Naming

June 5, 2017

Neuropathy.

A new word to me.

I heard it first from my sister Judy who commented when I complained about the pain in my feet when in bed. “Pete (her husband) has similar pains in his feet. The doctor called it neuropathy. He takes some kind of prescription pills for it.”

I was relieved just having my mystery-pain actually had a name! I looked up “neuropathy” on the Mayo Clinic website. I followed up the search by calling my doctor. She confirmed the diagnosis and may have solved my pain problem with pills and lotion.

aberation

Another nice word that I did know but not in this context.

I thought of it one evening last week when I fell awkwardly into the toilet seat trying to get a pesky catheter into my pesky penis. Grandson Kryn, wife Jane, and capable neighbor-friend Pierce righted me (and potentially saved my life!). Later in bed I realized it was a one-time thing (an aberration) and was not at all likely to happen again. I hoped.

costochondritis

Oops!

I wrote the above in all good faith last evening (Monday). I woke up this morning (Tuesday) and discovered on an Internet search that I may have costochondritis (bruised or broken ribs). When I fell awkwardly into the toilet seat I did more damage than I thought. My nasty cold is better but when I cough or laugh my chest gives me pain. I was going to add complaining and crying don’t help much either but that’s not really true. While it may only be true for me, tears and complaints are better for pain than fun and laughs.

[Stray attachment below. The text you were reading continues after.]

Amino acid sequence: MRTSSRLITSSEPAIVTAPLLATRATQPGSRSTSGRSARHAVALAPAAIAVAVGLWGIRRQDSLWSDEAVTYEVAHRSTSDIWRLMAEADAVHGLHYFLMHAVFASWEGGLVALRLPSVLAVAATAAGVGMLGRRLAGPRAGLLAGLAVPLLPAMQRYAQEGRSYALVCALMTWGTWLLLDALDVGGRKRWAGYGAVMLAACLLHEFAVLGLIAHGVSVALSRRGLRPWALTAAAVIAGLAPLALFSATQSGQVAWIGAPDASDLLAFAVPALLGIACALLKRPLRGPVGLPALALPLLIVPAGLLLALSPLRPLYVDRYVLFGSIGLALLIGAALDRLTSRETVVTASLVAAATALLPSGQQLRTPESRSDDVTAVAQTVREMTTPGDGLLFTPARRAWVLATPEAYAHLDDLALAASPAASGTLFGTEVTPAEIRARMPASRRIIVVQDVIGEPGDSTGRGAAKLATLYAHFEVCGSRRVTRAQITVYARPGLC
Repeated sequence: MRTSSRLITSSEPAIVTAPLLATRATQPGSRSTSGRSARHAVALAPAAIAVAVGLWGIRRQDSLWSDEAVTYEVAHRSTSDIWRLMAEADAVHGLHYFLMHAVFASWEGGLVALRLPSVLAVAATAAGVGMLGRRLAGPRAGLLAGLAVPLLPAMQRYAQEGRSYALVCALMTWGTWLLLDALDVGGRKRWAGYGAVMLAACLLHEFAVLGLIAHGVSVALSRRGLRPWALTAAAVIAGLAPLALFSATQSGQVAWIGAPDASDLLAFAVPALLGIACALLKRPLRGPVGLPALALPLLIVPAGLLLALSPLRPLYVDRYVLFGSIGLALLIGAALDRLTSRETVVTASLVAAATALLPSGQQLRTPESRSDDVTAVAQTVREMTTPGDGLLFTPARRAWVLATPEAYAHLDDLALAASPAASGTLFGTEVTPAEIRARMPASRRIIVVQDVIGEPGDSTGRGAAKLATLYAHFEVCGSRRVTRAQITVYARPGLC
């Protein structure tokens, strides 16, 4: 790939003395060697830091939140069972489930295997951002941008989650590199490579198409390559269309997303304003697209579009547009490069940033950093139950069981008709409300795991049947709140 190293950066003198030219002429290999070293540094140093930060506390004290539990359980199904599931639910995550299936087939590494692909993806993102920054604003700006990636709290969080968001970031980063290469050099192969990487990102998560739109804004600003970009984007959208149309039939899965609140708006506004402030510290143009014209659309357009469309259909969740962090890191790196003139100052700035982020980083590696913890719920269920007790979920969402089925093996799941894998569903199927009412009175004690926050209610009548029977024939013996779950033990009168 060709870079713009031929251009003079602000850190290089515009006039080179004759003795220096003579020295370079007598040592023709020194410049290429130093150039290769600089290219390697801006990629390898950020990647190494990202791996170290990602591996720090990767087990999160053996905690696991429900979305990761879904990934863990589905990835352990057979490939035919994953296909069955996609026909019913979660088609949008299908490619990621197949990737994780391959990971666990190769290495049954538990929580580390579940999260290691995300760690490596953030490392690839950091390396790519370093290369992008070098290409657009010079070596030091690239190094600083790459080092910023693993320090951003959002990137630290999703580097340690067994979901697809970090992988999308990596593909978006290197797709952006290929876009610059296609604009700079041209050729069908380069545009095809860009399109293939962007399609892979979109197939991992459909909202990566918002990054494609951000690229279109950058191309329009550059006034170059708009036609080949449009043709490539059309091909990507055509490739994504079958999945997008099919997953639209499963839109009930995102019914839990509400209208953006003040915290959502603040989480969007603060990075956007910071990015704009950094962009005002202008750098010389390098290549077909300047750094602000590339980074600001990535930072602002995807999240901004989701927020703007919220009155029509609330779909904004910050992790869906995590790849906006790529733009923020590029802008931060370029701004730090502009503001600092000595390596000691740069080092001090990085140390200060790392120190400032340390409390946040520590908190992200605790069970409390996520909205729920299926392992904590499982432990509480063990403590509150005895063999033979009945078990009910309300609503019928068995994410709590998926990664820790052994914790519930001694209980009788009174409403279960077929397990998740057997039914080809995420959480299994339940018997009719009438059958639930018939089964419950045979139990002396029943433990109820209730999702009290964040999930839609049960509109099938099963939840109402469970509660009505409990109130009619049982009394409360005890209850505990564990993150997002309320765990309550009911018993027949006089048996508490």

“Furstist with the mostest”

Not a word but more like an idea for a military campaign!

Aspiring journalists learn you will get more readers if you begin your news article with a good story. Young reporters followed this advice with two stories on the front page of our local newspaper recently.

One told in detail sob stories of what will likely happen if Obamcare is repealed and replaced. According to the Associated Press 34 million people (later AP claims were up to 100 million) are going to lose health insurance under the Trump plan.

The second local article described in equal detail how millions of people in Wisconsin would be traveling on the coming Memorial Day weekend. A later AP story predicted that 255 million people in the whole US would spend many billions of dollars to crowd the nation’s highways and airports taking a summer vacation.

The two articles were not related in the print versions. But should have been.

What about the Pope’s, and some green activist’s, advice that, “if we are serious about climate change, we will need to reduce our levels of consumption?”

Numerality

As millionaire miner George Hearst was fond of saying, “if d-u-n doesn’t spell done, what the hell does it spell?” I add, “Not sure if Numerality is a word but it should be.”

The news articles quoted above were full of numbers. Am I the only one to boldly ask what these wildly disparate numbers say about American’s real priorities?

Socialism

I here note that I’m doing the same thing–stories to soften the pain.

.Former President Obama laughingly shrugged off the socialism word when a reporter questioned a policy of his. Bernie Sanders, who narrowly lost the Democratic Presidential primary to Hilary Clinton, is proud to claim “democratic socialism” as the answer to all our problems.